- Ten weeks of increasingly violent clashes between police and protesters have roiled the Asian financial hub as thousands of residents chafe at a perceived erosion of freedoms and autonomy under Chinese rule.
- China this week condemned some protesters for using dangerous tools to attack police, calling the clashes “sprouts of terrorism”.
- They present President Xi Jinping with one of his biggest challenges since he came to power in 2012.
Flights leaving Hong Kong were disrupted for a second day on Tuesday, plunging the former British colony deeper into turmoil as its stockmarket fell to a seven-month low, and its leader said it had been pushed into a state of “panic and chaos”.
The United Nations High Commissioner for Human Rights also urged Hong Kong to exercise restraint and investigate evidence of its forces firing tear gas at protesters in ways banned under international law.
Ten weeks of increasingly violent clashes between police and protesters have roiled the Asian financial hub as thousands of residents chafe at a perceived erosion of freedoms and autonomy under Chinese rule.
China this week condemned some protesters for using dangerous tools to attack police, calling the clashes “sprouts of terrorism”.
They present President Xi Jinping with one of his biggest challenges since he came to power in 2012.
Hong Kong legal experts say Beijing might be paving the way to use anti-terror laws to try to quell the demonstrations.
Check-in operations were suspended at 4.30 p.m. on Tuesday, a day after an unprecedented airport shutdown, as thousands of black-clad protesters jammed the terminal, chanting, singing and waving banners.
“Take a minute to look at our city, our home,” Chief Executive Carrie Lam said, her voice cracking, at a news conference in the government headquarters complex, which is fortified behind 6-foot (1.8-m) -high water-filled barricades.
“Can we bear to push it into the abyss and see it smashed to pieces?”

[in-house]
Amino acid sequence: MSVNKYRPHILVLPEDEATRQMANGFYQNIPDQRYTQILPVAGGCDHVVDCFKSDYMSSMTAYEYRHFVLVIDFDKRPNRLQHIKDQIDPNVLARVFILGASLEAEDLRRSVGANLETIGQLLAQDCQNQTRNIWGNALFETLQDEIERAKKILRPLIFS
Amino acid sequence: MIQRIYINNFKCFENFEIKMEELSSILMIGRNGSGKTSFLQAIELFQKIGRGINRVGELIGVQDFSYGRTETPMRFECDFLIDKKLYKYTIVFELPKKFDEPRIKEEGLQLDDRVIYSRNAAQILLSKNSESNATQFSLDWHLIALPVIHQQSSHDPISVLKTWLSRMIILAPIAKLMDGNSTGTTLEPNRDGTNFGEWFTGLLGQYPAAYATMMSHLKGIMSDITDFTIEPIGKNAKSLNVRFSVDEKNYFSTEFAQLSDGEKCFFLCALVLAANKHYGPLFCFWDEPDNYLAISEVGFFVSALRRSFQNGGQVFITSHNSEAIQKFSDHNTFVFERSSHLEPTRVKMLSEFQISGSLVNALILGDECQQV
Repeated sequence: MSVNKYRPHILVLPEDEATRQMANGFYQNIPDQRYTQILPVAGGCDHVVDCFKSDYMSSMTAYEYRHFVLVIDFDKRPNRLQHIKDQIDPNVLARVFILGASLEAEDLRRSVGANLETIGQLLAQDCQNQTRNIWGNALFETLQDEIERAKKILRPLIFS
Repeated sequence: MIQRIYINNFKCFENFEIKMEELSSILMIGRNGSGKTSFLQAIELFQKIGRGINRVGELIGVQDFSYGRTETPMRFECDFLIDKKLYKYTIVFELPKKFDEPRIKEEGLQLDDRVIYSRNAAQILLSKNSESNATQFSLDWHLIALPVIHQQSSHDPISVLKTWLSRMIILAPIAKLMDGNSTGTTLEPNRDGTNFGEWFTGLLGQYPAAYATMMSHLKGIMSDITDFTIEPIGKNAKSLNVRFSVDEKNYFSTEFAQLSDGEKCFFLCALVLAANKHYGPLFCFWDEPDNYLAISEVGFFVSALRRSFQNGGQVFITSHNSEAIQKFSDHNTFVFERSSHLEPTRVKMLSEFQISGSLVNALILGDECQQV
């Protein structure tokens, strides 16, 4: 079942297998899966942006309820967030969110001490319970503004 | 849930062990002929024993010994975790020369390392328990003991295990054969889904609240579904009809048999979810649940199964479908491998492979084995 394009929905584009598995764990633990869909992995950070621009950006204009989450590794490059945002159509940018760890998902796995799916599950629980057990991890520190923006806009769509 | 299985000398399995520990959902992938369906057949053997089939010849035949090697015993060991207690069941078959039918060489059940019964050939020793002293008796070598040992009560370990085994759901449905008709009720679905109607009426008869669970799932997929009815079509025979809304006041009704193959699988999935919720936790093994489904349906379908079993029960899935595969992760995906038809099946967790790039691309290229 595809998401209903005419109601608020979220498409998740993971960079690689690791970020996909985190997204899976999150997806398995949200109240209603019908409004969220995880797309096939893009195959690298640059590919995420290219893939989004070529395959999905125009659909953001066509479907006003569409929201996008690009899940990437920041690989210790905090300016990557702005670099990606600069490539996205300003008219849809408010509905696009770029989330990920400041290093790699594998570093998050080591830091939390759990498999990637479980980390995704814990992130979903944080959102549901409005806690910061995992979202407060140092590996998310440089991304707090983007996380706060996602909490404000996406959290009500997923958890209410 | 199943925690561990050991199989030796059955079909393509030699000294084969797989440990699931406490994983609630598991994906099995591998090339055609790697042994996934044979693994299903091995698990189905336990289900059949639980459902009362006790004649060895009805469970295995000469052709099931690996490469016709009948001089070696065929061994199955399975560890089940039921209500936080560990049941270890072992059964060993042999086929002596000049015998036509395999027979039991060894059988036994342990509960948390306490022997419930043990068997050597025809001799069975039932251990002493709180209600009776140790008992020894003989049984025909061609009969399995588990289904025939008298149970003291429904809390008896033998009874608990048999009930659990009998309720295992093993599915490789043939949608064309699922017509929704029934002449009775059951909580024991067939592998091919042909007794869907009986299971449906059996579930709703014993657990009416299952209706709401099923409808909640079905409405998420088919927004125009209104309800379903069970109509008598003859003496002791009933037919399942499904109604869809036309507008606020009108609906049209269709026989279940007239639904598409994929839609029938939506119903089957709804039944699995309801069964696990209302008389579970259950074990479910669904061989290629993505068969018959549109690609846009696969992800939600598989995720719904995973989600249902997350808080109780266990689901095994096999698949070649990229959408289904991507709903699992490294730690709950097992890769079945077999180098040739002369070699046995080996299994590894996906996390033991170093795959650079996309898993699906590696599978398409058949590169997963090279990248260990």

The protests began as opposition to a now-suspended bill that would have allowed suspects’ extradition to mainland China, but have swelled into wider calls for democracy.
At the airport, thousands of protesters gathered in the arrivals hall, as well as some parts of departures, using luggage trolleys to blockade the doors to customs checkpoints.
Floors and walls were covered with missives penned by activists and other artwork. The scene was peaceful as knots of protesters spoke to travellers, explaining their aims.
“Sorry for the inconvenience, we are fighting for the future of our home,” read one protest banner at the airport.
“I think paralysing the airport will be effective in forcing Carrie Lam to respond to us ... it can further pressure Hong Kong’s economy,” said Dorothy Cheng, 17.
Demonstrators say they are fighting the erosion of the “one country, two systems” arrangement that enshrined some autonomy for Hong Kong since China took it back from Britain in 1997.
They want Lam to resign. She says she will stay.
“My responsibility goes beyond this particular range of protest,” she said, adding that violence had pushed the territory into a state of “panic and chaos”.
As she spoke, the benchmark Hang Seng index .HSI hit a seven-month low. It shed more than 2 percent, dragging down markets across Asia.
Lam did not respond to questions at a press briefing to clarify if she had the power to withdraw the extradition bill and satisfy a key demand made by the protesters, or if she needed Beijing’s approval.
Airport authorities had earlier suspended check-in operations as the fifth day of a sit-in by protesters grew increasingly heated. Crowds continued to swell in the evening.
“Terminal operations at Hong Kong International Airport have been seriously disrupted as a result of the public assembly,” the airport authority said.
Some passengers challenged protesters over the delays as tempers began to fray, while the demonstrators, using a Chinese term of encouragement, chanted, “Hong Kong people - add oil!”
Flag carrier Cathay Pacific warned: “There is potential for further flight disruptions at short notice.”
The airline, whose British heritage makes it a symbol of Hong Kong’s colonial past, is also in a political bind.
China’s civil aviation regulator demanded that the airline suspend staff who joined or backed the protests from flights in its airspace, pushing the carrier’s shares past Monday’s 10-year low.
Other Chinese airlines have offered passengers wanting to avoid Hong Kong a free switch to nearby destinations, such as Guangzhou, Macau, Shenzhen or Zhuhai, with the disruption sending shares in Shenzhen Airport Co Ltd surging.
On Monday China said the protests had reached a critical juncture, after a weekend of street clashes in which both police and protesters appeared to toughen their resolve.
Police fired tear gas at the blackshirted crowds in districts on Hong Kong island, Kowloon and the New Territories.